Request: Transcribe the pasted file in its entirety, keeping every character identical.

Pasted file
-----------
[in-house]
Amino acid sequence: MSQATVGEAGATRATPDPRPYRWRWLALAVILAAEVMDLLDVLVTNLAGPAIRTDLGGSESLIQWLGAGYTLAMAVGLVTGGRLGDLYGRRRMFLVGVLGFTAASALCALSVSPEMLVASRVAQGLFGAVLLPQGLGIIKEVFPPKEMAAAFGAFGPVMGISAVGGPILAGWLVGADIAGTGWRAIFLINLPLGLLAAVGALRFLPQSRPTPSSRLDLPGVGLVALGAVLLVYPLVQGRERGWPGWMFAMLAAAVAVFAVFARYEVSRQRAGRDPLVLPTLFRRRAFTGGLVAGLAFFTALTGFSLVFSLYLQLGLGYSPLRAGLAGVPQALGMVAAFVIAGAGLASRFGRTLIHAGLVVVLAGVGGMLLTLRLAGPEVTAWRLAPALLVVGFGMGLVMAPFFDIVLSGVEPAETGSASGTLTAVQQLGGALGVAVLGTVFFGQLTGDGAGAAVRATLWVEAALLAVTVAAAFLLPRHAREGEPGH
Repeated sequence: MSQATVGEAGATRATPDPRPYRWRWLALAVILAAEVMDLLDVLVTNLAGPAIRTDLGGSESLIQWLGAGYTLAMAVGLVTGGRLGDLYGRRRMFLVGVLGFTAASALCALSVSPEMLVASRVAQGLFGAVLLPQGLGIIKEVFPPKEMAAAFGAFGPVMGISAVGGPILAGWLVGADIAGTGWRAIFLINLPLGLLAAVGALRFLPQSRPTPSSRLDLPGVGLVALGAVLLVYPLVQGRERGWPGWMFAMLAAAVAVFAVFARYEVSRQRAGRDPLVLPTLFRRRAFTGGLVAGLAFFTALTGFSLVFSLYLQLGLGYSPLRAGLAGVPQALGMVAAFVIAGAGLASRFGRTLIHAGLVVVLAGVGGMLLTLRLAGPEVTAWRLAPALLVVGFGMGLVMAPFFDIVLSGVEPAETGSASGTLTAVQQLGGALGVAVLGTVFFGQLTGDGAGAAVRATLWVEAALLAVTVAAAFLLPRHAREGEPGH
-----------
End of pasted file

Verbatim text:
[in-house]
Amino acid sequence: MSQATVGEAGATRATPDPRPYRWRWLALAVILAAEVMDLLDVLVTNLAGPAIRTDLGGSESLIQWLGAGYTLAMAVGLVTGGRLGDLYGRRRMFLVGVLGFTAASALCALSVSPEMLVASRVAQGLFGAVLLPQGLGIIKEVFPPKEMAAAFGAFGPVMGISAVGGPILAGWLVGADIAGTGWRAIFLINLPLGLLAAVGALRFLPQSRPTPSSRLDLPGVGLVALGAVLLVYPLVQGRERGWPGWMFAMLAAAVAVFAVFARYEVSRQRAGRDPLVLPTLFRRRAFTGGLVAGLAFFTALTGFSLVFSLYLQLGLGYSPLRAGLAGVPQALGMVAAFVIAGAGLASRFGRTLIHAGLVVVLAGVGGMLLTLRLAGPEVTAWRLAPALLVVGFGMGLVMAPFFDIVLSGVEPAETGSASGTLTAVQQLGGALGVAVLGTVFFGQLTGDGAGAAVRATLWVEAALLAVTVAAAFLLPRHAREGEPGH
Repeated sequence: MSQATVGEAGATRATPDPRPYRWRWLALAVILAAEVMDLLDVLVTNLAGPAIRTDLGGSESLIQWLGAGYTLAMAVGLVTGGRLGDLYGRRRMFLVGVLGFTAASALCALSVSPEMLVASRVAQGLFGAVLLPQGLGIIKEVFPPKEMAAAFGAFGPVMGISAVGGPILAGWLVGADIAGTGWRAIFLINLPLGLLAAVGALRFLPQSRPTPSSRLDLPGVGLVALGAVLLVYPLVQGRERGWPGWMFAMLAAAVAVFAVFARYEVSRQRAGRDPLVLPTLFRRRAFTGGLVAGLAFFTALTGFSLVFSLYLQLGLGYSPLRAGLAGVPQALGMVAAFVIAGAGLASRFGRTLIHAGLVVVLAGVGGMLLTLRLAGPEVTAWRLAPALLVVGFGMGLVMAPFFDIVLSGVEPAETGSASGTLTAVQQLGGALGVAVLGTVFFGQLTGDGAGAAVRATLWVEAALLAVTVAAAFLLPRHAREGEPGH